Talk:Billiard ball

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Canada uses different colors?[edit]

Resolved: Nope.

True or false: This color system of Billiard balls is the one used in the United States, but Canada has its own color system (e.g. it might have 3=yellow although the United States has 1=yellow). 66.32.95.37 18:25, 2 May 2004 (UTC)

I just came from a year and a half in Canada, and aside from a Canadian company producing coin-op tables that are fairly common over there (and, with real wood, look much nicer than the Dynamo and Valley ones we see in the US, which are also dominant in Canada), they use the same equipment the US and just about everyone else does. See saluc.com - there is no Canadian pool set. For pool, they have the "American-style" (intl. standard) set, and the WEPF/Blackball "English style" without numbers; they are THE major manufacturer, by a very wide margin (even Elephant doesn't come close, though they've been featured in a tournament or two). — SMcCandlish [talk] [contrib] 08:52, 29 January 2007 (UTC)

Australian terms[edit]

Resolved: Moot.

I think the part on the Australian terminology is ambiguous/unclear. Can someone reword this for clarity?Oreo Priest 05:11, 5 July 2006 (UTC)

That segment no longer appears to exist; I would suspect that all of it has been merged into the Glossary of pool, billiards and snooker terms. — SMcCandlish [talk] [contrib] 08:52, 29 January 2007 (UTC)

Snooker[edit]

Resolved: Snooker now addressed.

In the UK and Ireland, I have often heard the balls used in snooker referred to as billiard balls. I don't know about US usage, but I'd like to add a definition to the start of this article saying that billiard balls in general can refer to the balls used in any of the various forms of billiards. RMoloney 13:36, 7 May 2005 (UTC)

They are also slightly smaller and may weigh more that pool balls. 128.6.176.51 19:44, 8 March 2006 (UTC)
The article definitely addresses snooker balls now in sufficient detail for this article and links to the main article on the topic for more depth. Marking topic "Resolved".— SMcCandlish [talk] [contrib] 08:52, 29 January 2007 (UTC)

"Snooker balls are standardized at 52.5 mm (approximately 2 1⁄8 in.) in diameter within a tolerance of plus or minus 0.05 mm (0.002 in.) No standard weight is defined, but all balls in the set must be the same weight within a tolerance of 3 g.[4] However, many sets are actually 2 1⁄16 in. (about 52.4 mm), ..." 2 1/8" diameter is really 54.0 mm, not 52.5 mm as stated. —Preceding unsigned comment added by 96.229.70.84 (talk) 06:51, 14 March 2008 (UTC)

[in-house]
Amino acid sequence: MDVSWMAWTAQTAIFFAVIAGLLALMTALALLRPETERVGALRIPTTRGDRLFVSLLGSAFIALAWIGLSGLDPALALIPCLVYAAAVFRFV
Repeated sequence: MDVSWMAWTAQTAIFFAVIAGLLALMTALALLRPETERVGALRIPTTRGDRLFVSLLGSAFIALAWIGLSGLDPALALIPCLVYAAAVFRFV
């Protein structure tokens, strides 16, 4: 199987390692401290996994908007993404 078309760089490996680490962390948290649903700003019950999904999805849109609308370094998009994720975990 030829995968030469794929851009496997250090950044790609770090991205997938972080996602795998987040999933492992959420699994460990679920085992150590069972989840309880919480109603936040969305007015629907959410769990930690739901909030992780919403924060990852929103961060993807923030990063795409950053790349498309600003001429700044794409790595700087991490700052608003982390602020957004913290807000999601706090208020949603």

Merger[edit]

Resolved: Long since merged.

I think there should be a merger between the Cue ball article to this one. 128.6.176.51 19:43, 8 March 2006 (UTC)

No kidding! Will look into that. — SMcCandlish [talk] [contrib] 08:52, 29 January 2007 (UTC)

Please review: Consensus and consistency needed on spelling to prevent ambiguity & confusion[edit]

Resolved: Draft guideline is at WP:CUESPELL and has its own talk page for any further followup.

Especially for nine-ball but also for eight-ball, one-pocket, and even snooker, etc., I firmly think we need to come to, and as editors enforce in article texts, a consensus on spelling conventions and implement it consistently throughout all of the cue sports Wikepedia articles. I advocate (and herein attempt to justify) a system of standardized spellings, based on 1) general grammar rules; 2) basic logic; and 3) disambiguation.

This is a draft submission to the active editor community of billiards-related articles on Wikipedia. It is intended to ultimately end up being something like "[[Wikipedia:[something:]Billiards/Spelling guidelines]]", or part of an official Wikipedia cue sports article-shepherding Project, likely it's first documentation output.

Anyway, please help me think this through. The point is not for me to become world famous™ for having finally codified billiards terms and united the entire English-speaking world in using them (hurrah). I simply want the articles here on pool and related games to be very consistent in application of some new consensus Wikipedia editing standards about spelling/phrasing of easily confusable billards terms that may be ambiguous to many readers in the absence of that standard.

Compare:

  1. "While 9-ball is a 9-ball game, the 9-ball is the real target; pocket it in a 9-ball run if you have to, but earlier is better." (Huh?)
  2. "While nine-ball is a nine ball game, the 9 ball is the real target; pocket it in a nine ball run if you have to, but earlier is better." (Oh, right!)